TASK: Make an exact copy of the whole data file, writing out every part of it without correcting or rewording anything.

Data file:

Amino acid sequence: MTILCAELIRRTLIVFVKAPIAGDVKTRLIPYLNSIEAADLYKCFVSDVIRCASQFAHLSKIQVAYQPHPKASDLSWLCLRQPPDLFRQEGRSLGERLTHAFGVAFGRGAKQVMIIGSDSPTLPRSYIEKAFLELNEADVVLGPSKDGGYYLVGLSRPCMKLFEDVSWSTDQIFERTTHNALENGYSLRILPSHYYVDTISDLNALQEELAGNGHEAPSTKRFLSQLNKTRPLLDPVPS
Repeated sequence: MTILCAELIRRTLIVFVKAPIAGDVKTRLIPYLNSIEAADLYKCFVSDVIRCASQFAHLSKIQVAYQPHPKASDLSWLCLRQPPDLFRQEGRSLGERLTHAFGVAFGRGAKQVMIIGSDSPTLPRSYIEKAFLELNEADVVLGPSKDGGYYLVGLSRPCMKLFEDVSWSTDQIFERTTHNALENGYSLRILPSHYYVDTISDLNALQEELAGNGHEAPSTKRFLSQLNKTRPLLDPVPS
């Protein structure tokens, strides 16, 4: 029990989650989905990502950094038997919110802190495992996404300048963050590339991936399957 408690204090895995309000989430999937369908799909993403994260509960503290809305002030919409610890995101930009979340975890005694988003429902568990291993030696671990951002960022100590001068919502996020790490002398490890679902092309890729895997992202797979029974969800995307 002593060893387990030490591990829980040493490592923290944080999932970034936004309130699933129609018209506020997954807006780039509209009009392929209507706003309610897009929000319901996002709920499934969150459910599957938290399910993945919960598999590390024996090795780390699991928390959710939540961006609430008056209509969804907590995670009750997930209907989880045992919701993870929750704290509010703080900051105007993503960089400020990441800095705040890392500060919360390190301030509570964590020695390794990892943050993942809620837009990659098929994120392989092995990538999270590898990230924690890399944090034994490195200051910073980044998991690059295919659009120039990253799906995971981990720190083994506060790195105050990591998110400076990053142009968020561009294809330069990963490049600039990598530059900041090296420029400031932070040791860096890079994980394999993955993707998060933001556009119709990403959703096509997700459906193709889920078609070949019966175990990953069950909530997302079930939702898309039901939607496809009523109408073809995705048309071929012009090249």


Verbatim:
Amino acid sequence: MTILCAELIRRTLIVFVKAPIAGDVKTRLIPYLNSIEAADLYKCFVSDVIRCASQFAHLSKIQVAYQPHPKASDLSWLCLRQPPDLFRQEGRSLGERLTHAFGVAFGRGAKQVMIIGSDSPTLPRSYIEKAFLELNEADVVLGPSKDGGYYLVGLSRPCMKLFEDVSWSTDQIFERTTHNALENGYSLRILPSHYYVDTISDLNALQEELAGNGHEAPSTKRFLSQLNKTRPLLDPVPS
Repeated sequence: MTILCAELIRRTLIVFVKAPIAGDVKTRLIPYLNSIEAADLYKCFVSDVIRCASQFAHLSKIQVAYQPHPKASDLSWLCLRQPPDLFRQEGRSLGERLTHAFGVAFGRGAKQVMIIGSDSPTLPRSYIEKAFLELNEADVVLGPSKDGGYYLVGLSRPCMKLFEDVSWSTDQIFERTTHNALENGYSLRILPSHYYVDTISDLNALQEELAGNGHEAPSTKRFLSQLNKTRPLLDPVPS
């Protein structure tokens, strides 16, 4: 029990989650989905990502950094038997919110802190495992996404300048963050590339991936399957 408690204090895995309000989430999937369908799909993403994260509960503290809305002030919409610890995101930009979340975890005694988003429902568990291993030696671990951002960022100590001068919502996020790490002398490890679902092309890729895997992202797979029974969800995307 002593060893387990030490591990829980040493490592923290944080999932970034936004309130699933129609018209506020997954807006780039509209009009392929209507706003309610897009929000319901996002709920499934969150459910599957938290399910993945919960598999590390024996090795780390699991928390959710939540961006609430008056209509969804907590995670009750997930209907989880045992919701993870929750704290509010703080900051105007993503960089400020990441800095705040890392500060919360390190301030509570964590020695390794990892943050993942809620837009990659098929994120392989092995990538999270590898990230924690890399944090034994490195200051910073980044998991690059295919659009120039990253799906995971981990720190083994506060790195105050990591998110400076990053142009968020561009294809330069990963490049600039990598530059900041090296420029400031932070040791860096890079994980394999993955993707998060933001556009119709990403959703096509997700459906193709889920078609070949019966175990990953069950909530997302079930939702898309039901939607496809009523109408073809995705048309071929012009090249």